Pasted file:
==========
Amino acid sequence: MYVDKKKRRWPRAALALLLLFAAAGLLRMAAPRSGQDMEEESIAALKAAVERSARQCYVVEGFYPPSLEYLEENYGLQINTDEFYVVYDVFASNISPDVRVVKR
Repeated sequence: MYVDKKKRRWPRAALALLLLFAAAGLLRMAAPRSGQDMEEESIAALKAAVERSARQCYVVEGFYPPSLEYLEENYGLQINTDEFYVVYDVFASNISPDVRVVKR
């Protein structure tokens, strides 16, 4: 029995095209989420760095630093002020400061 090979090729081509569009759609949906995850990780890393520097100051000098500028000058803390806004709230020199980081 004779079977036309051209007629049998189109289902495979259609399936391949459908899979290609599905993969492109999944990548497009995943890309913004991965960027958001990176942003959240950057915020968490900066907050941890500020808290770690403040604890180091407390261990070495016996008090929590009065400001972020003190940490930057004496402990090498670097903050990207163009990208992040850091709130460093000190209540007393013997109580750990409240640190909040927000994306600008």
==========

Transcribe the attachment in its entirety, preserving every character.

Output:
Amino acid sequence: MYVDKKKRRWPRAALALLLLFAAAGLLRMAAPRSGQDMEEESIAALKAAVERSARQCYVVEGFYPPSLEYLEENYGLQINTDEFYVVYDVFASNISPDVRVVKR
Repeated sequence: MYVDKKKRRWPRAALALLLLFAAAGLLRMAAPRSGQDMEEESIAALKAAVERSARQCYVVEGFYPPSLEYLEENYGLQINTDEFYVVYDVFASNISPDVRVVKR
């Protein structure tokens, strides 16, 4: 029995095209989420760095630093002020400061 090979090729081509569009759609949906995850990780890393520097100051000098500028000058803390806004709230020199980081 004779079977036309051209007629049998189109289902495979259609399936391949459908899979290609599905993969492109999944990548497009995943890309913004991965960027958001990176942003959240950057915020968490900066907050941890500020808290770690403040604890180091407390261990070495016996008090929590009065400001972020003190940490930057004496402990090498670097903050990207163009990208992040850091709130460093000190209540007393013997109580750990409240640190909040927000994306600008």